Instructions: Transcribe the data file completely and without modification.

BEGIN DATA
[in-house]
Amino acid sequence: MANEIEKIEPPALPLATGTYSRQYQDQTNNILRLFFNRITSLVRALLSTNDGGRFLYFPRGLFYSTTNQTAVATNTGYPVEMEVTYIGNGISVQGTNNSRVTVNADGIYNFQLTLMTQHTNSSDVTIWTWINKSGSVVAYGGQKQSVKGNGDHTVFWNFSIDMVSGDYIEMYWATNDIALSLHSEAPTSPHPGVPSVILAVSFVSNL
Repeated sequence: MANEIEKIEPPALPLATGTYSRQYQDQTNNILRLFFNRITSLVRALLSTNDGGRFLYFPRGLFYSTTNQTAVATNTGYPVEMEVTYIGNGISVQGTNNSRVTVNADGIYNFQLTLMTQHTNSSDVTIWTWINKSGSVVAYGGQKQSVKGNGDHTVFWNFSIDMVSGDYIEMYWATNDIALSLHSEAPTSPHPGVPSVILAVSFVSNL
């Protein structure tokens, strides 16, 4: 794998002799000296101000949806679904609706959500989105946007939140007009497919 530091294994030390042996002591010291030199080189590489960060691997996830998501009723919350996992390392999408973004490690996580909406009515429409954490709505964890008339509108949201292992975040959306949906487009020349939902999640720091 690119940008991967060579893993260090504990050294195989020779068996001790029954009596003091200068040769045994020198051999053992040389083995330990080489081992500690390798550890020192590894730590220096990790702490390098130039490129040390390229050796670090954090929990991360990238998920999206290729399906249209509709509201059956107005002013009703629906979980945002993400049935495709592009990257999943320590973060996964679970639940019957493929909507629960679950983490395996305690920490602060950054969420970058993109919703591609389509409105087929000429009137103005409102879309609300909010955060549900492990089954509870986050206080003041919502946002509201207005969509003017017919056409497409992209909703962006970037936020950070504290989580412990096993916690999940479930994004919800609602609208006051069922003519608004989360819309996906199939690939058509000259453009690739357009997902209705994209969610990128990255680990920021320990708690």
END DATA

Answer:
[in-house]
Amino acid sequence: MANEIEKIEPPALPLATGTYSRQYQDQTNNILRLFFNRITSLVRALLSTNDGGRFLYFPRGLFYSTTNQTAVATNTGYPVEMEVTYIGNGISVQGTNNSRVTVNADGIYNFQLTLMTQHTNSSDVTIWTWINKSGSVVAYGGQKQSVKGNGDHTVFWNFSIDMVSGDYIEMYWATNDIALSLHSEAPTSPHPGVPSVILAVSFVSNL
Repeated sequence: MANEIEKIEPPALPLATGTYSRQYQDQTNNILRLFFNRITSLVRALLSTNDGGRFLYFPRGLFYSTTNQTAVATNTGYPVEMEVTYIGNGISVQGTNNSRVTVNADGIYNFQLTLMTQHTNSSDVTIWTWINKSGSVVAYGGQKQSVKGNGDHTVFWNFSIDMVSGDYIEMYWATNDIALSLHSEAPTSPHPGVPSVILAVSFVSNL
């Protein structure tokens, strides 16, 4: 794998002799000296101000949806679904609706959500989105946007939140007009497919 530091294994030390042996002591010291030199080189590489960060691997996830998501009723919350996992390392999408973004490690996580909406009515429409954490709505964890008339509108949201292992975040959306949906487009020349939902999640720091 690119940008991967060579893993260090504990050294195989020779068996001790029954009596003091200068040769045994020198051999053992040389083995330990080489081992500690390798550890020192590894730590220096990790702490390098130039490129040390390229050796670090954090929990991360990238998920999206290729399906249209509709509201059956107005002013009703629906979980945002993400049935495709592009990257999943320590973060996964679970639940019957493929909507629960679950983490395996305690920490602060950054969420970058993109919703591609389509409105087929000429009137103005409102879309609300909010955060549900492990089954509870986050206080003041919502946002509201207005969509003017017919056409497409992209909703962006970037936020950070504290989580412990096993916690999940479930994004919800609602609208006051069922003519608004989360819309996906199939690939058509000259453009690739357009997902209705994209969610990128990255680990920021320990708690």